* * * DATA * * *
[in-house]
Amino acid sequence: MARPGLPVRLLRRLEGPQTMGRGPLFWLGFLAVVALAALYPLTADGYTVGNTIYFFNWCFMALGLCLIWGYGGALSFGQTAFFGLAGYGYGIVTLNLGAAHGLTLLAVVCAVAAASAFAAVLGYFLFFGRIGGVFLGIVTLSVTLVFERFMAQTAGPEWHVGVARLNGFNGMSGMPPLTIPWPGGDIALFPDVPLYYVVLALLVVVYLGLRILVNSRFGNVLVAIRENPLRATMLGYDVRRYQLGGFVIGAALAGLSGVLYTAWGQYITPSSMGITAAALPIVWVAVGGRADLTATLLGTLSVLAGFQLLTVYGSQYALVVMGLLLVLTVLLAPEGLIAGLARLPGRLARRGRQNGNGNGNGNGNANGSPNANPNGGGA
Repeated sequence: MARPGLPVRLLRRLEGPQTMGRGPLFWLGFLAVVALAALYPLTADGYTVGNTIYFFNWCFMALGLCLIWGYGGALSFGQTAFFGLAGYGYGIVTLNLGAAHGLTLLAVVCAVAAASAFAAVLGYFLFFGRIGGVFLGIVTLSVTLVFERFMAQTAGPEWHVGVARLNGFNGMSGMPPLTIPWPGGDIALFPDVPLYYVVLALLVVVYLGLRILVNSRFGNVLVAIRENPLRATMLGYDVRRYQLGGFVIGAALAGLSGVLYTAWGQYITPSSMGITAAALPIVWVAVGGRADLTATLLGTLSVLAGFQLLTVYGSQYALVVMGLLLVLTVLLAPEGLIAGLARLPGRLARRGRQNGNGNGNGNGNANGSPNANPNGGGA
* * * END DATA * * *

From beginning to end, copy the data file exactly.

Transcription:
[in-house]
Amino acid sequence: MARPGLPVRLLRRLEGPQTMGRGPLFWLGFLAVVALAALYPLTADGYTVGNTIYFFNWCFMALGLCLIWGYGGALSFGQTAFFGLAGYGYGIVTLNLGAAHGLTLLAVVCAVAAASAFAAVLGYFLFFGRIGGVFLGIVTLSVTLVFERFMAQTAGPEWHVGVARLNGFNGMSGMPPLTIPWPGGDIALFPDVPLYYVVLALLVVVYLGLRILVNSRFGNVLVAIRENPLRATMLGYDVRRYQLGGFVIGAALAGLSGVLYTAWGQYITPSSMGITAAALPIVWVAVGGRADLTATLLGTLSVLAGFQLLTVYGSQYALVVMGLLLVLTVLLAPEGLIAGLARLPGRLARRGRQNGNGNGNGNGNANGSPNANPNGGGA
Repeated sequence: MARPGLPVRLLRRLEGPQTMGRGPLFWLGFLAVVALAALYPLTADGYTVGNTIYFFNWCFMALGLCLIWGYGGALSFGQTAFFGLAGYGYGIVTLNLGAAHGLTLLAVVCAVAAASAFAAVLGYFLFFGRIGGVFLGIVTLSVTLVFERFMAQTAGPEWHVGVARLNGFNGMSGMPPLTIPWPGGDIALFPDVPLYYVVLALLVVVYLGLRILVNSRFGNVLVAIRENPLRATMLGYDVRRYQLGGFVIGAALAGLSGVLYTAWGQYITPSSMGITAAALPIVWVAVGGRADLTATLLGTLSVLAGFQLLTVYGSQYALVVMGLLLVLTVLLAPEGLIAGLARLPGRLARRGRQNGNGNGNGNGNANGSPNANPNGGGA